I wasn’t too impressed with this book.  It sounded good, but reading it bored me.  Something I did like about the book was the illustrations.  They were so cute!  They were just little pictures, but they were my favorite thing about the book.

Hey all!  Cynthia Smith, author of a brand new fantasy novel entitled Tantalize agreed to do an interview with me!  You can visit Mrs. Smith website by visiting:!  Now, without further ado, here is my interview with Mrs. Smith.

How did you get started writing Native American stories?


My early manuscripts were about all kinds of people and things—a three-legged dog in Mexico, the weariness of winter, you name it.


But I’d also heard the advice to “write what you know.” For me, that meant stories of kids from families in the mid-to-southwest who were Native and not.


Contemporary daily life stories—not the historicals people associated with “Indian” books for kids—but stories about such pressing questions as what to do when your favorite barbershop closed.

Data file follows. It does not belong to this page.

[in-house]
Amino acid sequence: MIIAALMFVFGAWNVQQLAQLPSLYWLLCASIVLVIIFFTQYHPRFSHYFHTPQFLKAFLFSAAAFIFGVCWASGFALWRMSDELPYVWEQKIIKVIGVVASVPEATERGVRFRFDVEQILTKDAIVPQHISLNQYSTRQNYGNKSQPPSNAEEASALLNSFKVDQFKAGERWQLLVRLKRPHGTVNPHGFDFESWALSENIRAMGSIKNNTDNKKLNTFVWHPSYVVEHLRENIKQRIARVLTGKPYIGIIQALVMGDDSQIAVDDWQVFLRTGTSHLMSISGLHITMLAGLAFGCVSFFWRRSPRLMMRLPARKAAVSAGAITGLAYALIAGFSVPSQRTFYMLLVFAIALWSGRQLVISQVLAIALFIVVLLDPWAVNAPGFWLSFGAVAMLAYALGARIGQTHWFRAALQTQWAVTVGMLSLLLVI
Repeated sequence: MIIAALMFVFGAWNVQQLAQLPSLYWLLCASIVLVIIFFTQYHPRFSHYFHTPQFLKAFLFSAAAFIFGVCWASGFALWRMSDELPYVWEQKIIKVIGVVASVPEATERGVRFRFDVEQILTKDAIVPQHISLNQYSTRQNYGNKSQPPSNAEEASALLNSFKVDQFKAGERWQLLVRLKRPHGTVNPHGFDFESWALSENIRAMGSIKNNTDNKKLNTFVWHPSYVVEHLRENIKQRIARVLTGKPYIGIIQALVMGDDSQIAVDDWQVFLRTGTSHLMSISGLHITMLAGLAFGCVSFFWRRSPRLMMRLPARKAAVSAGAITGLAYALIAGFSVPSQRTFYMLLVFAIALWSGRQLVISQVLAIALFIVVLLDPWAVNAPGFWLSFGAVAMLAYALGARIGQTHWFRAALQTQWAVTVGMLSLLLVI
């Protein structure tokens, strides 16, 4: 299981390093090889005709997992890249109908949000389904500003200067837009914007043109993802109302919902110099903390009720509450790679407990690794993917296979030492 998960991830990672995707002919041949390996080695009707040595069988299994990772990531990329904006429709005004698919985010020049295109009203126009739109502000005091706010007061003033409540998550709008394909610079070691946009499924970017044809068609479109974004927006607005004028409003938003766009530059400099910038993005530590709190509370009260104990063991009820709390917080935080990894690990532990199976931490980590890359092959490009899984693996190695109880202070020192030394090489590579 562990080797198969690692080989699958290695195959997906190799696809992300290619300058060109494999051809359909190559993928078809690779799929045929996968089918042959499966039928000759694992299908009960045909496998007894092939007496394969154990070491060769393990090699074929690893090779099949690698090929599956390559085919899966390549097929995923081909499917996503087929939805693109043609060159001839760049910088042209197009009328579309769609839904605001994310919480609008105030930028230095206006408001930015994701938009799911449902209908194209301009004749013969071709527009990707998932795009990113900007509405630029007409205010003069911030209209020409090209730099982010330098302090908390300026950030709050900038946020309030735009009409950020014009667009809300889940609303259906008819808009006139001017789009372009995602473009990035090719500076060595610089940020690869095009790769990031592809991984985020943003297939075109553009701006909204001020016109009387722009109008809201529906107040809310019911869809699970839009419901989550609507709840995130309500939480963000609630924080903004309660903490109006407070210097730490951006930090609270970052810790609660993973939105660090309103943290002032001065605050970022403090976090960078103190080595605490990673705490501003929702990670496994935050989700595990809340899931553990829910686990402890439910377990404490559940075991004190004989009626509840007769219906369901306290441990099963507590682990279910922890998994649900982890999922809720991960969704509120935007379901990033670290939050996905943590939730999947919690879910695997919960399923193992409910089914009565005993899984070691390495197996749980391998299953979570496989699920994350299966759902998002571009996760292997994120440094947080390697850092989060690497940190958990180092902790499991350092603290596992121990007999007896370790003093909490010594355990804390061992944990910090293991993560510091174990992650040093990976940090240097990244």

What made you want to try fantasy?


I’m a reader of fantasy, and the second piece of advice given to beginning writers is: “write what you love to read.”


I also have a vivid inner life. As a kid, I was blessed with a three-years-younger friend who was (and is) more of a little sister and who gave me the opportunity to play “pretend” much longer than my same-age friends.


Have you found a specific genre that you enjoy writing most?


I write across age-markets and both fantasy and realistic fiction. But my work is uniformly contemporary. I seem to have no interest in crafting a historical.


I’m not sure why because as a reader I enjoy them. It’s not the research. There’s little I enjoy more than doing homework for a book.


So far, though, I seem to be in a contemporary fiction place. Perhaps that will change…with time.